Lisa Mason: My journey with Zoey
February 9, 2012
She walks stiffly now, each step disconnected. Her movement is concentrate and cautious, as if she no longer trusts her balance and is uncertain about where her feet will land.
At 14, my Zoey is moving into unknown territory, taking me with her on her aging journey. While her world is filled with slowed, deliberate movements and hindered by the pains of growing old, mine has become one of improving patience, tolerance and acknowledgment of her changes — and forgiveness for her not being the dog of my memories.
What is it like to live with a 14-year-old dog, one that you've raised since she was a puppy? For me, it's been a time of re-learning, of allowing those memories of her as a younger dog to be replaced with the joy of watching and involving her each day in my life as she is today.
We still train, but I find I need to remember how it was teaching her as a puppy, conquering my feeling of frustration when she seems not to understand or do something she has done effortlessly all her life. And, because her hearing is weak, I've learned to be closer, using hand signals to communicate.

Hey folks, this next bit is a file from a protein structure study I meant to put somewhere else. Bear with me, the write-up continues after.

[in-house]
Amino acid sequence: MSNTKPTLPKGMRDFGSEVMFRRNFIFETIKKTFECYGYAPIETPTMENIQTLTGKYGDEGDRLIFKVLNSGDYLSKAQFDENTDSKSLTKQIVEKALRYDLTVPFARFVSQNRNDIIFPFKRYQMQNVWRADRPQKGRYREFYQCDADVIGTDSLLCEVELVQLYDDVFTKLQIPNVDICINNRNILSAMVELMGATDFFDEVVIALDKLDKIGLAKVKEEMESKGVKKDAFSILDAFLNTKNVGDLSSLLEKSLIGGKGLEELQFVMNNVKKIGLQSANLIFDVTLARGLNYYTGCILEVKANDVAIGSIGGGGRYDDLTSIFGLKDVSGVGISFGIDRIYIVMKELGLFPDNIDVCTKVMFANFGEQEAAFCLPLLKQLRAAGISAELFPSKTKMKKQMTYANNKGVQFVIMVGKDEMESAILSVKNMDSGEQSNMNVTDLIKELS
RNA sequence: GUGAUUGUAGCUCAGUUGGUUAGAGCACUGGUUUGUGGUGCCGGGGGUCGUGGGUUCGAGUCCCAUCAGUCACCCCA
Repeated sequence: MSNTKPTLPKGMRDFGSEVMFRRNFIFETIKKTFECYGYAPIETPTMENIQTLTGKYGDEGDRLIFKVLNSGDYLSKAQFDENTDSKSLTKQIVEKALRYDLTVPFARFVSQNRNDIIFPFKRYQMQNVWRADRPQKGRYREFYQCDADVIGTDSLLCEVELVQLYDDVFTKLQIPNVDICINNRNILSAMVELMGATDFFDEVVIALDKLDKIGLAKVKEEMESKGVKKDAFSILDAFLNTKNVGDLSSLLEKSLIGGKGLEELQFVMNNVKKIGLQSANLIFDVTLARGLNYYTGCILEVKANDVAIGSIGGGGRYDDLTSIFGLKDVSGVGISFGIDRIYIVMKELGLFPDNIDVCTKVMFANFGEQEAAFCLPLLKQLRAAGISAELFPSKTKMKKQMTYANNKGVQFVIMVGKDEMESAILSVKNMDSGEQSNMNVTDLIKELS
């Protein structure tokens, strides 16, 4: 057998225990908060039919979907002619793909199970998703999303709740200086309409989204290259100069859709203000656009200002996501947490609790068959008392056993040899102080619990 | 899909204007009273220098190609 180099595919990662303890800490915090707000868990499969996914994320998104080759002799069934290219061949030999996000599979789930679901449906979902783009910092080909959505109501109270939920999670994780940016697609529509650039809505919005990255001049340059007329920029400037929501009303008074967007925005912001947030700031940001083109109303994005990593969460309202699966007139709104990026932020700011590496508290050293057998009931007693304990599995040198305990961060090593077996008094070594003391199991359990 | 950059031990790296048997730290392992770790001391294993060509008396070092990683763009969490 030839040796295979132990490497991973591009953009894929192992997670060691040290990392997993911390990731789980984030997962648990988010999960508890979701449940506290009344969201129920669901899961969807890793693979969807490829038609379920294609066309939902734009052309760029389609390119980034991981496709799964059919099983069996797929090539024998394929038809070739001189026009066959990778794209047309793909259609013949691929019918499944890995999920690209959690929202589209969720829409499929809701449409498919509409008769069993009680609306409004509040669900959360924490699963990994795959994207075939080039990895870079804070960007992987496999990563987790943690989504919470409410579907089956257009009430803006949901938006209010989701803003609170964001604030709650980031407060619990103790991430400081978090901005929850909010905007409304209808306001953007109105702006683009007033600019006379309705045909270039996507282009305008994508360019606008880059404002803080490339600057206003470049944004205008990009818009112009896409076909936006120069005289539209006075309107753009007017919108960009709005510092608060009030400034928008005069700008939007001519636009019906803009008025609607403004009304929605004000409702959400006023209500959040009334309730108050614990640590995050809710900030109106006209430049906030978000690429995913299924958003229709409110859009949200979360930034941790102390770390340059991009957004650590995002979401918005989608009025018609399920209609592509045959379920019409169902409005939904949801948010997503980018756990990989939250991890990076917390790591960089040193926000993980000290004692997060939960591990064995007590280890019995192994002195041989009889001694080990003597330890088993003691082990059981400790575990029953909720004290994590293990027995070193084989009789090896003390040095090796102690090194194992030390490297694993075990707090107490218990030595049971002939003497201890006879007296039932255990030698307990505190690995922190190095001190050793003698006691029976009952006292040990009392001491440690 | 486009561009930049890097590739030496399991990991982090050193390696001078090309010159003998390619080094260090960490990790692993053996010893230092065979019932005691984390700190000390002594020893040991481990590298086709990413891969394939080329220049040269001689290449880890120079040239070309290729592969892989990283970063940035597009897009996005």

Zoey's tail, once a beacon of nonstop waving and circling, now is an indicator of how she's feeling physically. I note its stiffness or lack of swing as a message that she perhaps needs more Tramadol today. Because of her weakened rear legs, I've become Zoey's security going up and down stairs, gently guiding and supporting her as we go. Her tender body jumps if you startle her or if your touch is too strong, so my hands are lighter, softer and slower. Yet, despite all this, she still smiles, eyes fogged but sparkling, doing half-leaps when I get home. And there are those wonderful moments when, forgetting her aches and pains, she breaks into a bobbing run.
We, the lucky owners of older dogs, must embrace letting go of the past and replace it with the understanding that we've been given yet another gift — the chance to learn even more from our senior dogs.
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Here are my promises to Zoey:
- Health: yearly wellness exams, keeping me aware and on top of medical and/or emotional issues
- Mind: daily mental stimulations — brief training sessions, interactive puzzles or games like "find it"
- Sensory stimulation: daily walks or car rides with the windows down, allowing her the sights and smells of the world as we drive through
- Nutrition: becoming aware of and understanding of her changing needs, providing healthy, well-rounded, interesting meals
So, for those of you who have or eventually will have an older dog, honor their aging with patience and respect, continually working to understand their aging process. An old dog can teach you new tricks.
Lisa Mason is an experienced dog training instructor with the Total Teamwork Training group. Her specialties include new puppy owner education and management.